A Normal Science community also views certain things as not allowed within the framework of science.
These rules determine a paradigm, the object that determines the nature of science. The price of ignoring the rules specifying the current paradigm is to be ignored by the scientific community.
Of course, it could also be worse: recall that Galileo was threatened with death for his support of the Copernican system. But unlike the standard parable, Kuhn does not view this as a great battle of religion against science. It was a battle of Normal Science against a paradigm shift!
N.B. The word “paradigm shift” is well-known today, but only came into common usage following Kuhn’s popularisation of the idea.
How Revolutions Happen
Most of the time science doesn’t really discover things according to Kuhn. That would be too strong of a word. For Kuhn, the typical scientific activity consists in mopping up the details of what is already known. In this period of a science, anomalies are typically ignored or set aside.
How do major changes happen? They happen when harmless anomalies turn to crisis.
Of course, anomalies can’t always lead to revolution or science would never get anything done.So, when an anomaly becomes pervasive, new ad hoc modifications are typically proposed. In the case of Ptolemaic astronomy, these could come in the form of new and more elaborate epicycles.
But when an anomaly draws on existing discontent it can lead to a crisis. Attempts to solve the anomaly may lead to new discoveries. Eminent authorities may devote more attention to it. More scientists may articulate discontent about it. The anomaly is quarantined, studied, and alternative explanations are proposed. This crisis environment may itself lead to new discoveries.
Many competing schools of thought may emerge to deal with the crisis. But when one or two begin to emerge as a candidate for a paradigm, this may lead to a battle of what to accept.
As one paradigm begins to dominate, it demands that the fundamentals of the science be completely reconstructed. The rules are altered. The basic principles are changed. The methods and applications are modified. It is a complete shift in paradigm.
Kuhn says that a paradigm shift is normally carried out by people who are either very young or very new to a field, since they do not carry the same indoctrination. But what of the adherents to the older views? Kuhn writes:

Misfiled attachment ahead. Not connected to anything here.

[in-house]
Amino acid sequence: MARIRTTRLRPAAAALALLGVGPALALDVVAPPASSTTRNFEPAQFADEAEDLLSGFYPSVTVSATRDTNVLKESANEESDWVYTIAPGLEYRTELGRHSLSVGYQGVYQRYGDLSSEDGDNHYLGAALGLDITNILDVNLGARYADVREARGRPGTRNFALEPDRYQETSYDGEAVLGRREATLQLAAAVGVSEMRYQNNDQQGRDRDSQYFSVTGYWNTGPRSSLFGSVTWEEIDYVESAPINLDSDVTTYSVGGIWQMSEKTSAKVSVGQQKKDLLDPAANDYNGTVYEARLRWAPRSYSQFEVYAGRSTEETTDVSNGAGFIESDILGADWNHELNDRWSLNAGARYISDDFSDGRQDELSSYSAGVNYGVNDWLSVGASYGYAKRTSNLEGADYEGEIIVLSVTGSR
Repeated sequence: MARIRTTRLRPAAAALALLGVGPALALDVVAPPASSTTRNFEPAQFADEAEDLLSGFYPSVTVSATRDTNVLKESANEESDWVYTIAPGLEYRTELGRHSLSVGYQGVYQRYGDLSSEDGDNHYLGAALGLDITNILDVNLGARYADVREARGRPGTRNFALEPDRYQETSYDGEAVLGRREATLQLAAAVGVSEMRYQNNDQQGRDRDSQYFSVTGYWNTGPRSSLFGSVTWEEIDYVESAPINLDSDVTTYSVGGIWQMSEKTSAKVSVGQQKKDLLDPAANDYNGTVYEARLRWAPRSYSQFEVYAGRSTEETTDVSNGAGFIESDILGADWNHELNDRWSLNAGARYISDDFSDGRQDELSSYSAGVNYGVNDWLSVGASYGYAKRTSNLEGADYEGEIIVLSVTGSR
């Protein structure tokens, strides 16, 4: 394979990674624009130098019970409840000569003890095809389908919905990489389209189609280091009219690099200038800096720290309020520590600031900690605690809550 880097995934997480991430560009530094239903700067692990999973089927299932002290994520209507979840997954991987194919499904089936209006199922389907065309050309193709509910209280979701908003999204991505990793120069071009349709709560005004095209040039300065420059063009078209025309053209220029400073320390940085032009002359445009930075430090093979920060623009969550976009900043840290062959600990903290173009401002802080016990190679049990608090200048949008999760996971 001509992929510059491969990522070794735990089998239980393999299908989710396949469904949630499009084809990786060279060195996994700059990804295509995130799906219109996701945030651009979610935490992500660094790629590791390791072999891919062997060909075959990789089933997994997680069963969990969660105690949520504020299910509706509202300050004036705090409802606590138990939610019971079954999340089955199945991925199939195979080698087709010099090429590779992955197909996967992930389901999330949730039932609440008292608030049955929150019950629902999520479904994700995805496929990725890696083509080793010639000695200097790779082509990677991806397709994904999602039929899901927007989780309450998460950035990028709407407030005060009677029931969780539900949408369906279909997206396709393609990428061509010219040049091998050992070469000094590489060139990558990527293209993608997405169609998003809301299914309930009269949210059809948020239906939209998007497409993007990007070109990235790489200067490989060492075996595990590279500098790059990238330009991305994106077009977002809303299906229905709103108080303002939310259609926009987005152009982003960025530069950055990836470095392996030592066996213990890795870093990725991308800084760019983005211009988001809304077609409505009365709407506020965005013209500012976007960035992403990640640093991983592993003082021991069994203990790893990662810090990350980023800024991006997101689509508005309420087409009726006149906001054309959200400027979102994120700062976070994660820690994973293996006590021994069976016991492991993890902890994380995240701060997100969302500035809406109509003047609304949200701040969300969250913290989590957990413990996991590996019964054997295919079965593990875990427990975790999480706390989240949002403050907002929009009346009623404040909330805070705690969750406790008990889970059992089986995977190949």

“older views… are simply read out of the profession and their work is subsequently ignored. If they do not accommodate their work to the new paradigm, they are doomed to isolation or must attach themselves to some other group”
Kuhn intends a real analogy to political revolutions. Dissatisfaction grows into overthrowing existing institutions. There is little governance as the revolution is happening. There are many competing powers in play. The old leaders are replaced by new ones. And there is a fundamental change from one way of life to another, the two of which are otherwise incompatible.
On this picture, major changes in science do not come about by logic or argumentation. They are fundamentally irrational, amounting to matters of social pressure and value more than matters of fact.
Changing the World of Science
Thus, the parable of slow accumulation of knowledge is one the Kuhn loudly rejects. Of course, change does happen in science. But it is not a matter of slow and steady progress. Scientific revolutions are rather like a Gestalt shift, in which one comes to view the same thing in a completely different way.
For example, in which direction is this silhouette rotating if viewed from above?
The Spinning Dancer Illusion
People disagree. If you blink, shake your head, look away, or come back later, you will yourself experience a Gestalt shift in viewing her to turn in the opposite direction. However, I assure you that the animation itself has not changed; it is always the same thing on a loop!
The fact that science is defined by a paradigm means that there is no scientific way to compare science before and after a revolution. Two different paradigms are simply incommensurable.
Worries about Kuhn
1. Mob psychology? Kuhn seems to be arguing that scientific change is little more than mob psychology. But on the contrary, science appears to be an incredibly rational enterprise, and distinct from other institutions like politics and religion because of this. How can this be explained on the Kuhnian picture?
Kuhn says that that there is “no standard higher than the assent of the relevant community,” but this appears to be too strong. If he is simply arguing for skeptical relativism, then this may as well be a reductio ad absurdum.
2. Really incommensurable? Kuhn suggests that sciences in different paradigms cannot be compared, because they adopt different world-views. This suggests that we cannot say, for example, that Ptolemaic astronomy is wrong. But that seems absurd. If we know anything at all, we know the earth moves round the sun and not vice versa. But if Kuhn is right, it seems we don’t even know that.
3. Is it really so dramatic? Mini-revolutions seem to happen all the time, without overthrowing all the institutions of science. These mini-discoveries don’t appear to fit into Kuhn’s own parable.
Other developments that seem revolutionary also fail to fit the mold. For example, it seems that the DNA revolution didn’t really bring much revisionary overthrow of institutions. Maybe Kuhn is just overly focused on a couple of parables, whose accuracy one may also question.
In the end, one wonders if Kuhn hasn’t just replaced one parable with another. But if so, then what is the real story? How should we describe the way that scientific theories change?
From Philosophico-Scientific Adventures, by Bryan W. Roberts (2017)